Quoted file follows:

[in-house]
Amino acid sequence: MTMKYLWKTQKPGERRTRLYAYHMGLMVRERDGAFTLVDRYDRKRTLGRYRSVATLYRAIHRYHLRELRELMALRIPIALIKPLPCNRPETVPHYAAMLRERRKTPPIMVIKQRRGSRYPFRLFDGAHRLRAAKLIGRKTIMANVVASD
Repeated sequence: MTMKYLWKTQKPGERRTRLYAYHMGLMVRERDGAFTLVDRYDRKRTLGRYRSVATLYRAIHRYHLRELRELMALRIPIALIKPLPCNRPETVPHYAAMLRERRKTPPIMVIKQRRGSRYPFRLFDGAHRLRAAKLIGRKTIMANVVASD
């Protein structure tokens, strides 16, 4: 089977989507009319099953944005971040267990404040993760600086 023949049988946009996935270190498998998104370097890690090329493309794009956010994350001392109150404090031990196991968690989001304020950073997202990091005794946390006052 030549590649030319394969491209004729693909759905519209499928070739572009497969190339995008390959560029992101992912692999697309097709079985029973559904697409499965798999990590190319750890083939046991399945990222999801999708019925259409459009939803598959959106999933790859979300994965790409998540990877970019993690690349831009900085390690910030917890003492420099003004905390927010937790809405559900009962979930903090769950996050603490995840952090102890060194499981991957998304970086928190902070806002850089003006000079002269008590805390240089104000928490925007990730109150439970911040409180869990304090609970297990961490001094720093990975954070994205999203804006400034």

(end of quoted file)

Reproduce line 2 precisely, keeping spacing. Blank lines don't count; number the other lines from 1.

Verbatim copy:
Amino acid sequence: MTMKYLWKTQKPGERRTRLYAYHMGLMVRERDGAFTLVDRYDRKRTLGRYRSVATLYRAIHRYHLRELRELMALRIPIALIKPLPCNRPETVPHYAAMLRERRKTPPIMVIKQRRGSRYPFRLFDGAHRLRAAKLIGRKTIMANVVASD